Carbapenems were the last β-lactams retaining near-universal anti-Gram-negative activity, but carbapenemases are spreading, conferring resistance. New Delhi metallo-β-lactamase (NDM) enzymes are the latest carbapenemases to be recognized and since 2008 have been reported worldwide, mostly in bacteria from patients epidemiologically linked to the Indian subcontinent, where they occur widely in hospital and community infections, and also in contaminated urban water. The main type is NDM-1, but minor variants occur. NDM enzymes are present largely in Enterobacteriaceae, but also in non-fermenters and Vibrionaceae. Dissemination predominantly involves transfer of the bla(NDM-1) gene among promiscuous plasmids and clonal outbreaks. Bacteria with NDM-1 are typically resistant to nearly all antibiotics, and reliable detection and surveillance are crucial.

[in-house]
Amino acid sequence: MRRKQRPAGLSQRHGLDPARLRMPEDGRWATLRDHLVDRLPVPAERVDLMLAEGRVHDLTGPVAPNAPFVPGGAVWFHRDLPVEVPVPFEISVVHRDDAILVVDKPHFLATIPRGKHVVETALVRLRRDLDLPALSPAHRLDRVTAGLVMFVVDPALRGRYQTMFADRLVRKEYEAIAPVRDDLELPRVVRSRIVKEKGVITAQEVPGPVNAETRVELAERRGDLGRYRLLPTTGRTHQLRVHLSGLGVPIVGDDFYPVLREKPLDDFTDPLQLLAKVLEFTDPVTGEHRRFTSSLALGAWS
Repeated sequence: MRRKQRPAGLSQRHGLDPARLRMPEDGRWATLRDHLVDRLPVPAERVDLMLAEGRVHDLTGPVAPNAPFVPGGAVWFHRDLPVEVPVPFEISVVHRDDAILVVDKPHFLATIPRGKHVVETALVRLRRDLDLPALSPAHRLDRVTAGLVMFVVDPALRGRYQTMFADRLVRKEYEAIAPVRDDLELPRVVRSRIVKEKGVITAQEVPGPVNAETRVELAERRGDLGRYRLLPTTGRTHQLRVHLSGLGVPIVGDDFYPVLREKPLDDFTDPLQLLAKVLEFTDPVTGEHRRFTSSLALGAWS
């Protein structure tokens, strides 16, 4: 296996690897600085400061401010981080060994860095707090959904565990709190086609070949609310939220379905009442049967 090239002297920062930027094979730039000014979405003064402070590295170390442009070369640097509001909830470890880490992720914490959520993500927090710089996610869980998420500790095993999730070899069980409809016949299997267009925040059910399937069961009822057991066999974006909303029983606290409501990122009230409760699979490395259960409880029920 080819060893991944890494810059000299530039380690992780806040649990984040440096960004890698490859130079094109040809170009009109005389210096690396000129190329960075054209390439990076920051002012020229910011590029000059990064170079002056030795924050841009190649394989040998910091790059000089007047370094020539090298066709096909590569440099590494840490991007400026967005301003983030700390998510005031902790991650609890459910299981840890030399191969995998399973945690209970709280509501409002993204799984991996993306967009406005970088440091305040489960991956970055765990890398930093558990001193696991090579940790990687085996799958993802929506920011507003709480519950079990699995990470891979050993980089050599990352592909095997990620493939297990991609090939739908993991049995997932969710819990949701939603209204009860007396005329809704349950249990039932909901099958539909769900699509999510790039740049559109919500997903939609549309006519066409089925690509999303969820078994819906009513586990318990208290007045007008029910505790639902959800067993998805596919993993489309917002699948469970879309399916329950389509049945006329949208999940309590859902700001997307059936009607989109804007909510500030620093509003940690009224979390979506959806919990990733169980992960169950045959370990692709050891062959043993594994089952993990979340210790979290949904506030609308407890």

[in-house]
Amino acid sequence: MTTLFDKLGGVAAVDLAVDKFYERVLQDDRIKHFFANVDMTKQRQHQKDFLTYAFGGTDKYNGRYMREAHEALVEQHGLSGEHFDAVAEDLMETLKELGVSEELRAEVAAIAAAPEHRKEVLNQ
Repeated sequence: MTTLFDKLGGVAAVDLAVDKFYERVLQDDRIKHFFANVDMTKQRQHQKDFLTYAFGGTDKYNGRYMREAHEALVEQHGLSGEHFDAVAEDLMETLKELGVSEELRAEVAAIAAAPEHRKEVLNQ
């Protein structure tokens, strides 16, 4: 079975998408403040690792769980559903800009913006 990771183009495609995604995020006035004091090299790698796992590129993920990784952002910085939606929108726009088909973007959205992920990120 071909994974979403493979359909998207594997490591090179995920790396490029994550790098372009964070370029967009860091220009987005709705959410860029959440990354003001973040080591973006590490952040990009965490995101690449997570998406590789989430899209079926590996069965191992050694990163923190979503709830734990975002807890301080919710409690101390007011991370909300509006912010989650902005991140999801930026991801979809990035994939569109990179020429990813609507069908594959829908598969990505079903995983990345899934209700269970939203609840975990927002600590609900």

E. coli is one of the most prevalent human pathogens, and the window of opportunity to control it from becoming widely resistant is rapidly closing. No vaccine is likely to become available and one that affects commensal gut strains would probably be undesirable, even though these might act as vectors of potent resistance, including NDM-1. Therefore, everything must be done now to prevent infections due to bacteria with NDM-1, otherwise infections as common as pyelonephritis might soon become life-threatening owing to the lack of effective treatment.